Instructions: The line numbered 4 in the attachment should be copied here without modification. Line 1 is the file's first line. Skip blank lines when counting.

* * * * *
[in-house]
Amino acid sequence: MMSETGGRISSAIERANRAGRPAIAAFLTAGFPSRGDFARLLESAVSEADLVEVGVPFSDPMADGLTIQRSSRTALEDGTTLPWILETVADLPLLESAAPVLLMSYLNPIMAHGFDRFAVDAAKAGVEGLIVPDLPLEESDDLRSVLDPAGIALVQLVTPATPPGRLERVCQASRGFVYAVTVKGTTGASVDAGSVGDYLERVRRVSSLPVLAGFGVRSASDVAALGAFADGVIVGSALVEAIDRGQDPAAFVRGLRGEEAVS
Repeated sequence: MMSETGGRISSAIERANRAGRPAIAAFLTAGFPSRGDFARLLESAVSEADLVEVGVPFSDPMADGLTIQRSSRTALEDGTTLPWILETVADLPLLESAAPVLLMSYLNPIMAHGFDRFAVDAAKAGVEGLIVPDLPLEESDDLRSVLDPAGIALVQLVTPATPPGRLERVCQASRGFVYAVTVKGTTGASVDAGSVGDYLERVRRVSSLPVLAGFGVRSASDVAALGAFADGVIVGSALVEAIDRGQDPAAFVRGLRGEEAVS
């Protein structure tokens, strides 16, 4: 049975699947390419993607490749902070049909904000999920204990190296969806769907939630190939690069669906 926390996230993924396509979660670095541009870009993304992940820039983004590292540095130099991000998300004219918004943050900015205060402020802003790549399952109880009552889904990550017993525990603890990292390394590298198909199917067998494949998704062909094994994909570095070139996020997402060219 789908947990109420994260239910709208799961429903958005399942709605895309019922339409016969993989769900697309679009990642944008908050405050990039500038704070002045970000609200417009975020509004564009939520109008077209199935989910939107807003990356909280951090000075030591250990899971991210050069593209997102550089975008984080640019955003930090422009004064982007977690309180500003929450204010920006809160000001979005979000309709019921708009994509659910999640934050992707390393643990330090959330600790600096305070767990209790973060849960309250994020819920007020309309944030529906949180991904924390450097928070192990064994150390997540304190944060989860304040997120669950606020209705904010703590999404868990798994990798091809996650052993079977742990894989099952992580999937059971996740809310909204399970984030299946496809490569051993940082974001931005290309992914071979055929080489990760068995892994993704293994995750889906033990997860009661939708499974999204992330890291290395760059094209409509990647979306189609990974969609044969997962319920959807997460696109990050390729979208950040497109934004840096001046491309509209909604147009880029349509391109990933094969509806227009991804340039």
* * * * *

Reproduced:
């Protein structure tokens, strides 16, 4: 049975699947390419993607490749902070049909904000999920204990190296969806769907939630190939690069669906 926390996230993924396509979660670095541009870009993304992940820039983004590292540095130099991000998300004219918004943050900015205060402020802003790549399952109880009552889904990550017993525990603890990292390394590298198909199917067998494949998704062909094994994909570095070139996020997402060219 789908947990109420994260239910709208799961429903958005399942709605895309019922339409016969993989769900697309679009990642944008908050405050990039500038704070002045970000609200417009975020509004564009939520109008077209199935989910939107807003990356909280951090000075030591250990899971991210050069593209997102550089975008984080640019955003930090422009004064982007977690309180500003929450204010920006809160000001979005979000309709019921708009994509659910999640934050992707390393643990330090959330600790600096305070767990209790973060849960309250994020819920007020309309944030529906949180991904924390450097928070192990064994150390997540304190944060989860304040997120669950606020209705904010703590999404868990798994990798091809996650052993079977742990894989099952992580999937059971996740809310909204399970984030299946496809490569051993940082974001931005290309992914071979055929080489990760068995892994993704293994995750889906033990997860009661939708499974999204992330890291290395760059094209409509990647979306189609990974969609044969997962319920959807997460696109990050390729979208950040497109934004840096001046491309509209909604147009880029349509391109990933094969509806227009991804340039």